There is “no doubt that blockchain technology is here to stay,” says IBM’s Tatjana Meier.
Tatjana, Blockchain Practice Leader at IBM Services Switzerland, admits that it’s still early days for the technology. But she is confident it will prove beneficial for businesses and consumers alike and “can do a lot of good.”
She is particularly excited about the value blockchain brings to supply chain management. Traditionally, she explains, “you only have information one tier back, but you don’t have the visibility along the supply chain.”
This is not the case when companies use blockchains. Blockchains helps participants record price, quality, and other relevant information to help manage a supply chain. This improves the traceability and sustainability of products by making it easier for companies to detect unethical suppliers or counterfeit products.
During a panel discussion at CoinGeek Zurich, Tatjana argued that this will ease regulatory and consumer pressure. On this week’s episode of CoinGeek Conversations, she explained further, citing a new law on human rights in supply chains that has recently been adopted by the German Parliament.
The law will require large companies to regularly identify and address human rights and environmental concerns in their supply chains. Businesses will be expected to publish reports outlining what they are doing to tackle any risks and are liable to fines if they do not show that they have addressed abuses.
The immutability of blockchain will make it much easier for companies to do their due diligence, says Tatjana. Indeed, the transparency of the technology has even earned it the nickname of the ‘trust machine’ from the Economist.
This transparency will allow big companies to win points with increasingly ethically aware customers, as well as regulators. For example, a March 2021 survey by Deloitte found that 1 in 3 consumers stopped purchasing certain brands or products because they had ethical or sustainability related concerns.
A permanent, fixed ledger would go far in assuaging these concerns, and Tatjana believes it will have a huge impact on many industries, including retail and big pharma.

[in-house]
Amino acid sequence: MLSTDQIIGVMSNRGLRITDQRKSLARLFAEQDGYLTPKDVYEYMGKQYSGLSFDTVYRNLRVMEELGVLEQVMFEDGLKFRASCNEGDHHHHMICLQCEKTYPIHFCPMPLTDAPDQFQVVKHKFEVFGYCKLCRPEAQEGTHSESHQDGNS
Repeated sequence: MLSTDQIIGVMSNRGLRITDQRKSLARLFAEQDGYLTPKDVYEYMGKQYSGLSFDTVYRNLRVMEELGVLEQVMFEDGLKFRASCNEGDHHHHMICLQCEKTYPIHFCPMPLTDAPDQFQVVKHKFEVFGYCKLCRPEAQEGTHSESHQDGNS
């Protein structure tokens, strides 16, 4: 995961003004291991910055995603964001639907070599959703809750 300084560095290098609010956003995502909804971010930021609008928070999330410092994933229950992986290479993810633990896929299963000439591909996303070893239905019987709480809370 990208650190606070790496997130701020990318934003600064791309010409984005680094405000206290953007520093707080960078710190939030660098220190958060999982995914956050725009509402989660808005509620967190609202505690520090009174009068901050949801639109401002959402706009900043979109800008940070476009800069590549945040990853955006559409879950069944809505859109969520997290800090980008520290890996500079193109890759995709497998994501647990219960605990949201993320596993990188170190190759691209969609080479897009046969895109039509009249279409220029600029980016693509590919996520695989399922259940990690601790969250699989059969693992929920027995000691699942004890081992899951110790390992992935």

IBM currently works with Hyperledger, an open source blockchain started by the Linux Foundation in 2015. But Tatjana assures Charles Miller that “we are agnostic as well so we can…work with other blockchain solutions.”
So, what does she make of the Bitcoin SV network?
Tatjana praises public blockchains, like BSV, for their superior scalability and the advantage of having a network effect. But she still sees some circumstances where companies may want to use a private blockchain and predicts a hybrid solution will be the answer.
She says, “there’s still a lot of education needed, it’s still a fairly new technology, it’s still in the baby shoes and people need to do a better job of educating people as well.”
One place where education was on the forefront of the agenda was at the CoinGeek Conference in Zurich, which Tatjana found “super interesting and inspiring.” She is excited to take some thoughts back to her colleagues at IBM and joked that she enjoyed meeting some “crazy people with crazy ideas.”
When it comes to blockchain as an enterprise solution, Tatjana is confident that it will be around for many years to come. Companies just need to keep an open mind and broaden their horizons by attending educational events and conferences.
Hear the whole of Tatjana Meier’s interview in this week’s CoinGeek Conversations podcast or catch up with other recent episodes:
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